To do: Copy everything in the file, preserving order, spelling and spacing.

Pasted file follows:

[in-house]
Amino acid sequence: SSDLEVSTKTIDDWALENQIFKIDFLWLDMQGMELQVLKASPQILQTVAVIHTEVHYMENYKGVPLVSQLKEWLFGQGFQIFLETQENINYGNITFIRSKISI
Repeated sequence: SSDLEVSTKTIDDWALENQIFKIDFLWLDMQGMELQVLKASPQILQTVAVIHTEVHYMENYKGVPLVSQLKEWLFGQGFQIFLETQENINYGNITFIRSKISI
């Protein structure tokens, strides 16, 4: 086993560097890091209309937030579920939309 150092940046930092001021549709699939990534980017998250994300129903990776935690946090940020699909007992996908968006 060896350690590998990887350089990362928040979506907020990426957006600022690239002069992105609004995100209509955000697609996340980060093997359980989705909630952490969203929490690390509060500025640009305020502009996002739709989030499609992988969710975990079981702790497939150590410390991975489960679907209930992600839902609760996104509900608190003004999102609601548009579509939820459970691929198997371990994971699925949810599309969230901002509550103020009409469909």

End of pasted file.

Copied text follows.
[in-house]
Amino acid sequence: SSDLEVSTKTIDDWALENQIFKIDFLWLDMQGMELQVLKASPQILQTVAVIHTEVHYMENYKGVPLVSQLKEWLFGQGFQIFLETQENINYGNITFIRSKISI
Repeated sequence: SSDLEVSTKTIDDWALENQIFKIDFLWLDMQGMELQVLKASPQILQTVAVIHTEVHYMENYKGVPLVSQLKEWLFGQGFQIFLETQENINYGNITFIRSKISI
């Protein structure tokens, strides 16, 4: 086993560097890091209309937030579920939309 150092940046930092001021549709699939990534980017998250994300129903990776935690946090940020699909007992996908968006 060896350690590998990887350089990362928040979506907020990426957006600022690239002069992105609004995100209509955000697609996340980060093997359980989705909630952490969203929490690390509060500025640009305020502009996002739709989030499609992988969710975990079981702790497939150590410390991975489960679907209930992600839902609760996104509900608190003004999102609601548009579509939820459970691929198997371990994971699925949810599309969230901002509550103020009409469909």